Spencer Island - River Meadows

After one weekend home with a sprained knee it was time to get out. At least for a short walk in a couple of Snohomish County parks. Kim joined me for the trip. In between the parks we spent several hours at the Stillaguamish Valley Pioneer Museum in Arlington. I knew about Spencer Island. It is known as a great place to bird watch. I had just never taken the time to visit. Getting there can be a little confusing. We took Exit 195 from north bound I-5 in Everett. It's the exit after Highway 2. Take a left and continue to 529 northbound. Cross the Snohomish River on a bridge then take the first exit. Signs show the way to Langus Riverfront Park. You can park there or continue under I-5 to a small dirt lot on the right. It's next to the sewage treatment plant.

We walked the road to the bridge onto Spencer Island. Before crossing the bridge a paved path heads right (south). A dirt road heads north. It has a brand new bridge near the start. This appears to be a new hiking trail. It is gated and signed no admittance at this time. It looks like there is more to explore on my next visit. I read that the trail around the island was damaged by flooding. In fact a sign stated that the route north did not go far before the dike was washed out.

We went straight a short way to a look at an old building. It was under several feet of water. We heard birds immediately. I can imagine what it's like early in the morning. The island is really scenic. Especially when you consider it's half a mile from a major interstate freeway and next to a sewage treatment plant. We could see most of Mt Pilchuck though the summit was in the clouds.

There is a boardwalk leading out into the water.  We were surprised to see it was wet and muddy. At some recent time it was under water. Back at the bridge we headed south. At the next intersection we took a left and headed out on a dike acorss the island. Island seems to be a misnomer as most of the island inside of the dike is under water. It was macro time as we found a tiny colorful snail on the trail. Sedge blooms also called for close up photos. I had a heck of a time getting up and down with my bad knee.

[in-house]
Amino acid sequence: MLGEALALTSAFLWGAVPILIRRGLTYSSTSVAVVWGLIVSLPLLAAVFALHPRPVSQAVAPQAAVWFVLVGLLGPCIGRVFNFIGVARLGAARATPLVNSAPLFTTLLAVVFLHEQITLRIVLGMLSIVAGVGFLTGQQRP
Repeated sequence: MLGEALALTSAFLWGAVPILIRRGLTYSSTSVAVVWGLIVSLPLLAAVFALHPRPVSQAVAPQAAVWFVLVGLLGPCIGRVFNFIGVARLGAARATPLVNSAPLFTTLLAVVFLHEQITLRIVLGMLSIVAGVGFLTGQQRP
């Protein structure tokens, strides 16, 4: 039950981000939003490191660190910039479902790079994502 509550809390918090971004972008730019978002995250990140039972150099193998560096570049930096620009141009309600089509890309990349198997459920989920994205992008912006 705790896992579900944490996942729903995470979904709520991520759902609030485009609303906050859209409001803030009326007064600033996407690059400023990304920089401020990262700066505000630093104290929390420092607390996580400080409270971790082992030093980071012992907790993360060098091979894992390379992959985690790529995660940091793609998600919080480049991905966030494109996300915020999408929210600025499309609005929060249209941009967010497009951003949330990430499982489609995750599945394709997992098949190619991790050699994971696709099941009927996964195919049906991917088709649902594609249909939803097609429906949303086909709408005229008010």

The museum is only open 8 months per year and only three days per week and then only form 1:00 - 4:00. With such a tight window we headed on back far before seeing all there is to see. Another trip is in my near future. We retraced our steps back to the car. On the way we passed a lone hiker. He was the only person we saw. Rather than drive back the way we came we heaeed north on 529 and easily worked our way back onto I-5.

Zipping north we reached the Stillaguamish Valley Pioneer Museum just a few minutes after it opened. We had a guided tour of the facility before being let loose. It is a very nice building had more exhibits than I expected. The old photos were the highlight for me. Lots and lots of old black and white photos of the Arlington area plus much of the upper Stillgauamish Valley. The only error I found was the photo caption telling of the gentleman who was born in the 1820s, served in the Spanish-American War of 1898, and died in the 1950s. That would be one amazing life.

We managed to spend 2 1/2 hours in the museum. Afterwords I suggested taking a different route home. I knew there was a park on Jordan Road between Arlington and Granite Falls. I had never been on the road. Our next stop was River Meadows County Park. The park is right along the Stillaguamish River. There is a place to put in rafts and a large grassy picnic area. There are a number of roofed sites for picnics as well as fire pits outdoors.

We headed along the grass above the river until we found the trail. There were not a lot of flowers but we did see bleeding heart, youth on age, and a half a dozen other varieties. The trail is in forest and periodically has viewpoints down to the river. The trail spit at one point with the left branch going out onto the rocky shore of the river. The river enteres a deep canyon here. The canyon is short but impressive. Soon we came to a short trail back to the main route.

A short right turn took us back to the end of the large grassy meadow that makes up most of the park. As we walked back Kim discovered she did not have her camera filters so we retraced our route in and found the filters back near the river. I was still limping a bit but it was very nice to get out of town again. We made two more short stops on the way back. First was the suspension bridge over the Stillaguamish. It looks to be newer than my old guides describe and heftier too. Not much movement as you walk across.

Our last stop was at an old cemetary along the road. It dated back to 1907. Kim won't pass those by without heading back to take a look. It was one more week out of the mountains for me but it was nice to see some new places and at least get out of Seattle. We packed a lot into one day. I hope me knee will allow me to get back to some longer hikes by next weekend.